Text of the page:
That’s quite a small thing, but families pressure each other over big things, too. Parents put pressure on their adult children regarding child-rearing: “You shouldn’t let them watch so much TV,” or “That child needs a bit more discipline,” or “You should hurry up and start a family.” I hope you wouldn’t dream of saying such things to your friends’ children, so why should you say them to your own? It’s even tougher on your own children, who don’t want to disappoint you, but have their own ideas about how to run their lives — and so they should.
Siblings put pressure on each other, too. In fact they can be the worst, as even grown up brothers and sisters vie for the attention of their parents. Mothers and fathers take note — you have to make sure you are as fair and even with grown-up children as you were when they were little.
The pressure game is also played by aunts and uncles, in-laws, and grandparents. Whoever does it, it’s not okay. It’s unreasonable and unfair and it puts your family under emotional strain. They don’t want to damage their relationship with you, but they’re not actually happy to do what you’re asking, and you know it.
I’m as guilty here as anyone. It’s so easy to think, “I’m tired. I’ll give them a call tomorrow,” and before you know it a dozen tomorrows have gone by and you still haven’t called.
That’s really not good enough. If you want a strong relationship with your family, you have to work at it, just as you do with your partner. That means investing time. You need to find time to see them even if they live a long way away, and you need to put effort into calling them between times to keep in touch (note to self). It’s so easy to fall into benign neglect. You didn’t mean to not speak for three months, it just sort of happened. Well, don’t let it.
Of course, your family may not be any better than you at finding time. They may even be worse. That doesn’t let you off the hook: Two wrongs don’t make a right. If they’re useless at it, all the more reason why you need to make the effort. Otherwise, you’ll find eventually that you don’t have a family worthy of the name any more — and that would be really sad.
So forgive your sister for being hopeless at calling and your father for being forgetful, and make the call or the trip yourself. They’ll appreciate it and you’ll be glad you did it.
Every family has its stray sheep who wander off without telling anyone where they’re going, and don’t get in touch for ages. They all have their “sheepdog” who rounds everyone up and counts them and checks to make sure they are okay. Don’t resent the fact that you’re doing more of the work than someone else. It’s the way of the world–and the important thing is that between you all, you manage to keep in touch as much as you can.
Do you look exactly like your mother? Your father? What about your brother, sister, and children? No. Of course not. You may have your mother’s nose or your father’s smile or your sister’s funny little toe, but although you share half your genes with each of them, you have another half that are entirely different. You are unique. I always tell my children (jokingly, of course), “You’re not really my child. You’re just my half-child.”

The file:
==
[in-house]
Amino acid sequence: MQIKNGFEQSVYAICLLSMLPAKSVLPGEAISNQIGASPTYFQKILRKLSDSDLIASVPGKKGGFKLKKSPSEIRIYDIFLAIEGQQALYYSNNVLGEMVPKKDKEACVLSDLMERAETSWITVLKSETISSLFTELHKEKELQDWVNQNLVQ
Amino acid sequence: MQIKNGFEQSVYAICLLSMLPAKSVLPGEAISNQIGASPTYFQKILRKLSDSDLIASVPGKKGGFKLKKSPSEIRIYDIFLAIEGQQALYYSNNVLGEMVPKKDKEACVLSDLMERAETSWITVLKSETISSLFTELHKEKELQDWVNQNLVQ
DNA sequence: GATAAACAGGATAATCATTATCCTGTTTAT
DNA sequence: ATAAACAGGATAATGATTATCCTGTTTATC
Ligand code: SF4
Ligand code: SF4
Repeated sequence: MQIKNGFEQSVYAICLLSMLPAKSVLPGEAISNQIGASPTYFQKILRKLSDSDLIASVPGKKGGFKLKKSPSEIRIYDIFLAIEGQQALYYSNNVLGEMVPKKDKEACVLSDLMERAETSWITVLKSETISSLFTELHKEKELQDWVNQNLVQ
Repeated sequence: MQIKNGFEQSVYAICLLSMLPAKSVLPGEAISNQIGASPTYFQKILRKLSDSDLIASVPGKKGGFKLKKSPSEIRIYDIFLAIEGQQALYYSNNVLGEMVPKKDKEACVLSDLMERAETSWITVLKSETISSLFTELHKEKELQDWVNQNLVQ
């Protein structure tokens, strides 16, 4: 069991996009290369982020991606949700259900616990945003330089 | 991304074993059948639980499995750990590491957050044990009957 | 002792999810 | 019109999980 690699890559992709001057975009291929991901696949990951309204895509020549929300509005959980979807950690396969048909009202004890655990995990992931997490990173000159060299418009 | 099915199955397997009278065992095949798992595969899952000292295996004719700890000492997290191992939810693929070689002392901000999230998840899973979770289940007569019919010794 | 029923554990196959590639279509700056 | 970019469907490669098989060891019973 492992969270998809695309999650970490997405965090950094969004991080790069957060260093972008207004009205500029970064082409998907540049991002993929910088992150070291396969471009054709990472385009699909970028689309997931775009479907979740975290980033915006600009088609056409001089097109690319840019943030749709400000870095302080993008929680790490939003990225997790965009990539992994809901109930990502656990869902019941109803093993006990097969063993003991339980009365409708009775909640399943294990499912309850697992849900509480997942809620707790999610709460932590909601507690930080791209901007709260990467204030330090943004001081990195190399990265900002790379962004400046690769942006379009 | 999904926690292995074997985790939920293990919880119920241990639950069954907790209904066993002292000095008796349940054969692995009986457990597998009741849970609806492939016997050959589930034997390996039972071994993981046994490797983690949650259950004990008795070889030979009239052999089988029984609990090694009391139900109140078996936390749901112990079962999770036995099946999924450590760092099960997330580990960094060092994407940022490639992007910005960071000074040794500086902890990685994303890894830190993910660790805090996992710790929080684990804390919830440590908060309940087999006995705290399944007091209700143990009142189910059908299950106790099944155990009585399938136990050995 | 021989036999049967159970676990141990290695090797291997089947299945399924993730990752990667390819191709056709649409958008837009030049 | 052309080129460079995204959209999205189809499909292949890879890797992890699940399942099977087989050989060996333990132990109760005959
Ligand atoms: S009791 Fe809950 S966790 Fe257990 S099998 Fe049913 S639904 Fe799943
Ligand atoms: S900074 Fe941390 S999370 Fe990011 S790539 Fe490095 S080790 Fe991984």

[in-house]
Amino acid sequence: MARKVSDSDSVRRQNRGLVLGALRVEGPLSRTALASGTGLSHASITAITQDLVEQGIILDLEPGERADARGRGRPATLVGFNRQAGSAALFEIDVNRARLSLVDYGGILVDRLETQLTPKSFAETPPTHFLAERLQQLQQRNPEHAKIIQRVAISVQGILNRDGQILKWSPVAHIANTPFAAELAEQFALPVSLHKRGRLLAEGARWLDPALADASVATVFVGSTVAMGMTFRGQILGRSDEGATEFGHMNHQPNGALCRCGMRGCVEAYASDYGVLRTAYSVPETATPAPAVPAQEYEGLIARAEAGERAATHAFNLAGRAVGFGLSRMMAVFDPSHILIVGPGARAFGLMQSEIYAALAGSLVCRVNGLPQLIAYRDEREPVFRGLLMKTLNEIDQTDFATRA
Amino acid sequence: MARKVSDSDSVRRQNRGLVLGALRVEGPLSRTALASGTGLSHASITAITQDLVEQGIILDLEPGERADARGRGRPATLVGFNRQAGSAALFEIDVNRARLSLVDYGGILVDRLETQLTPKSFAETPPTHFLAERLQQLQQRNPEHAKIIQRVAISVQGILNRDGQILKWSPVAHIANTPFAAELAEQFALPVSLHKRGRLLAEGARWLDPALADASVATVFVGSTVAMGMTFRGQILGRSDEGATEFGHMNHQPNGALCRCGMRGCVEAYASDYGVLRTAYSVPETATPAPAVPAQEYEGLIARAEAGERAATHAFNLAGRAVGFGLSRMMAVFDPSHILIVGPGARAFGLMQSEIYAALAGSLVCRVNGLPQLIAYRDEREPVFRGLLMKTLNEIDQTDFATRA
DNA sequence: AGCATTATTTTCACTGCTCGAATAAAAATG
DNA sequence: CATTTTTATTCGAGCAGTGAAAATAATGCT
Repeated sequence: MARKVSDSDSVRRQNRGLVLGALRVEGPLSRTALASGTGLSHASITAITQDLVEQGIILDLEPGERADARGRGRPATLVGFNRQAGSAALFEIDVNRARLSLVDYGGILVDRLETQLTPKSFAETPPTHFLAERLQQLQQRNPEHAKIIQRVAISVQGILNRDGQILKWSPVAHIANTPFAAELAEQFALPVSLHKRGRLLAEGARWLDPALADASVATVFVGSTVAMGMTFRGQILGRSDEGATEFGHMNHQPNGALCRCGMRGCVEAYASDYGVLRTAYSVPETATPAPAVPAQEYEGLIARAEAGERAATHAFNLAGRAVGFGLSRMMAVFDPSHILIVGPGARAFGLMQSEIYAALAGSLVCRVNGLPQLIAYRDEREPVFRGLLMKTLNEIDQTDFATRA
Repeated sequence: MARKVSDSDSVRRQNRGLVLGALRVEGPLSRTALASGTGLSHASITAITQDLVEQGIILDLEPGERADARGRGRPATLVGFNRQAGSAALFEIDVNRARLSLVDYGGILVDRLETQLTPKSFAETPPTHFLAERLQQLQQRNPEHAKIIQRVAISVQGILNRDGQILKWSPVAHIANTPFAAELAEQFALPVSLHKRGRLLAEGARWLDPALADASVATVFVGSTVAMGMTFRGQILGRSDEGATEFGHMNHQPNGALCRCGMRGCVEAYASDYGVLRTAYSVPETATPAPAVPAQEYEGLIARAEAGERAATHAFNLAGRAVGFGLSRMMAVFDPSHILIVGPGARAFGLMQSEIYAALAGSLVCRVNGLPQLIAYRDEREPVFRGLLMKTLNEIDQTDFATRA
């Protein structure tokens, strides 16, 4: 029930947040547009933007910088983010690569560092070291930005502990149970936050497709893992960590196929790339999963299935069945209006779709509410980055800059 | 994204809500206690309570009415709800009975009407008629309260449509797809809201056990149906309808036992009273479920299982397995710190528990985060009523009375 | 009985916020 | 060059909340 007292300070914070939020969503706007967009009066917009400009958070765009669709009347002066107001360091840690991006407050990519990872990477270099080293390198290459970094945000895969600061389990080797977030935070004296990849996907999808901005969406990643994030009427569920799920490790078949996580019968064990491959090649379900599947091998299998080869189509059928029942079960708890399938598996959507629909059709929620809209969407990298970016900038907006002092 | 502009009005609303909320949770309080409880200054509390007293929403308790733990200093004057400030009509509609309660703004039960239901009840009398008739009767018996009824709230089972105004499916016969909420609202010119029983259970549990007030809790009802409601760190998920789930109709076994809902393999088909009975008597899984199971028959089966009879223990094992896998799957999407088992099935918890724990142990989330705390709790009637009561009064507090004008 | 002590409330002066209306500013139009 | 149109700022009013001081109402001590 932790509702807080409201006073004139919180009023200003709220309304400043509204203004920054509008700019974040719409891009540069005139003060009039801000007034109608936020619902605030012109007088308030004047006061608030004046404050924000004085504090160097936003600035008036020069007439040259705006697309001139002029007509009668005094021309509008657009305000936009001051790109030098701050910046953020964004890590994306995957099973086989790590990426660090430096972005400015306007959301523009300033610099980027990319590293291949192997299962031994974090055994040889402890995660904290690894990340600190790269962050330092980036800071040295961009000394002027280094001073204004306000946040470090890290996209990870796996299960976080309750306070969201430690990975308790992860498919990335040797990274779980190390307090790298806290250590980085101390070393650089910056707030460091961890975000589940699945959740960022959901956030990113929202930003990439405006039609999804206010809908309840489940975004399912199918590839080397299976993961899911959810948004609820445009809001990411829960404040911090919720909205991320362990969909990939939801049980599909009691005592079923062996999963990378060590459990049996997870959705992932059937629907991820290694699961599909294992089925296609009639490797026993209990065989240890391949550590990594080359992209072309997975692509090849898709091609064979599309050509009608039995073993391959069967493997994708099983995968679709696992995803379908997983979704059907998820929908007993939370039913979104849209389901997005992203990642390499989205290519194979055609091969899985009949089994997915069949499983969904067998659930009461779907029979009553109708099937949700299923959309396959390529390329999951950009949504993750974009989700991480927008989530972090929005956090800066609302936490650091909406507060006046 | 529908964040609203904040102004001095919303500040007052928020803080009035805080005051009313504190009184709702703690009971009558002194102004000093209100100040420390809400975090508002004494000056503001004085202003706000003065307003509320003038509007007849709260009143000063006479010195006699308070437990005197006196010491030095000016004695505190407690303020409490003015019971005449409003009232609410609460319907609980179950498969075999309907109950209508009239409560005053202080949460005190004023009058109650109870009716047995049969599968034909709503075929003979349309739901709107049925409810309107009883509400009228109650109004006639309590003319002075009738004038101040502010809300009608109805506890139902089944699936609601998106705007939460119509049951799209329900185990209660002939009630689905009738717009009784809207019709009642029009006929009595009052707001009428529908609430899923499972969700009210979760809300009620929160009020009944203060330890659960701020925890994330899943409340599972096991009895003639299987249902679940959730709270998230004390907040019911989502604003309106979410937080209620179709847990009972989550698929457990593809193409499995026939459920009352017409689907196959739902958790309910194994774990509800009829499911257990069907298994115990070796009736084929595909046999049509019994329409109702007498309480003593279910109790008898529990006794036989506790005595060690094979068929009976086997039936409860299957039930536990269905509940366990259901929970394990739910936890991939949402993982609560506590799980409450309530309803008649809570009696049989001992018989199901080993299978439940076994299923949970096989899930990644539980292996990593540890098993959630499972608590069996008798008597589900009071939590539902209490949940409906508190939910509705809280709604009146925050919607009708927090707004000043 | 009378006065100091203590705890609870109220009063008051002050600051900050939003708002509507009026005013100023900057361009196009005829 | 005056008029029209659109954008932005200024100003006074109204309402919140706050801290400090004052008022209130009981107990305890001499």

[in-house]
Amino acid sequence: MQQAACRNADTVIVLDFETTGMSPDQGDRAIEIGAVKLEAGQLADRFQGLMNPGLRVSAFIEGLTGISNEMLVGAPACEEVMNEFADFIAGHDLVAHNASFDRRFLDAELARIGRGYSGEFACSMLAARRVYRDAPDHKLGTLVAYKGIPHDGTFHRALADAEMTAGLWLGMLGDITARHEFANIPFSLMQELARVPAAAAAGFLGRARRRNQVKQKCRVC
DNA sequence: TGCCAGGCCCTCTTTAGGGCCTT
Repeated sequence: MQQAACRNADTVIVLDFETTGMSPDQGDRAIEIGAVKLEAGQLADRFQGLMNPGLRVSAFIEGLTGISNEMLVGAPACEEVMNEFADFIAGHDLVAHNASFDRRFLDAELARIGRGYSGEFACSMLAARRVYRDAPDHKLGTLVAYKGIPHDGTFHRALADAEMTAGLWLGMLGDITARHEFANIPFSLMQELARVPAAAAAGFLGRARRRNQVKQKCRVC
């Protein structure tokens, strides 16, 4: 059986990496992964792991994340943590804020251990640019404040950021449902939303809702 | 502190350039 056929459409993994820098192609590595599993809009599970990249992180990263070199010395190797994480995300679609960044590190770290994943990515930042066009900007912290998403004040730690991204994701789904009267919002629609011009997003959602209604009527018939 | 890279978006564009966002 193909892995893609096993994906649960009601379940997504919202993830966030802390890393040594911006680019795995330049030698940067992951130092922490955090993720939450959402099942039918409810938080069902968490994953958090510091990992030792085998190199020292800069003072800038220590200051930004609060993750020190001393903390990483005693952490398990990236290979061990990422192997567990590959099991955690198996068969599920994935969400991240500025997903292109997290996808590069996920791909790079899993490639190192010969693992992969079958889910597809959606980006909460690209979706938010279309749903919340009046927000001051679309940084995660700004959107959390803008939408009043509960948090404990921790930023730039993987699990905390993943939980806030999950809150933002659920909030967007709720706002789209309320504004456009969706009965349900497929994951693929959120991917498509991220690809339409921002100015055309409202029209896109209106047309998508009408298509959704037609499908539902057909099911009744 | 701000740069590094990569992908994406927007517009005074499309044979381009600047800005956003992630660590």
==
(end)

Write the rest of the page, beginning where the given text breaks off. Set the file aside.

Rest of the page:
Same goes for personality. You may find it difficult to express emotion like your brother or be tidy bordering on the neurotic like your mother, but your combination of personality traits is unique.
So why is it that we assume that our family will feel the same way about things as we do? Why do we get irritated or disapproving when they do something we wouldn’t? Not only are most us of prone to taking our family for granted, we also rarely do what we should–stop and think “What might mom be feeling now that this has happened? Is there anything she would appreciate me doing or saying?” Note the emphasis on what they would like, not what you want to do.
I have an older brother I’ve always got on well with. Even though we’re both grown up, there’s still a tendency for him to play the role of older brother with me. It’s bearable, but quite irritating. So a couple of years ago, I raised the subject diplomatically and asked if he could drop the big brother act. He got the message and said he would do his best. A few weeks later, he explained patiently to me that although he was trying, it was very difficult because I was still doing the kid brother routine. Do you know, I hadn’t even noticed, but he was quite right.
When you’ve spent 18 years in a role, it’s so easy to sink back into it. Try as we might, people get pigeonholed in families: the clever one, the absent-minded one, the shy one, the bossy one, the unreliable one, and so on. These roles play off one another — you’re the clever one, or the bossy one, in relation to your siblings. After you leave home, it may well be that that you’re actually not so clever, or silly, or funny, or considerate in relation to everyone else.
So you find your own level in the big wide world, but whenever you’re around the family, they expect you to revert to being funny, bossy, pompous, or laid back. Because they expect it, you do it. The role is so natural you slip into it without thinking. Meanwhile you’re expecting them to be whatever-it-is they always were, and they’re obligingly cooperating.
None of which should be a problem, except that it just is. It’s frustrating when your family treats you like they always did, as though you hadn’t grown up. In fact sometimes it goes well beyond frustrating, to the point where it can cause real trouble.
So if you want them to drop the bossy act, you need to stop acting dopey. If you want them to take you seriously, stop playing the joker. If you’re fed up being patronized, stop behaving like a kid. It will take them months or years to notice and respond — it won’t happen overnight — but in the end they’ll learn to judge you by your behavior now, not the way you used to be years ago.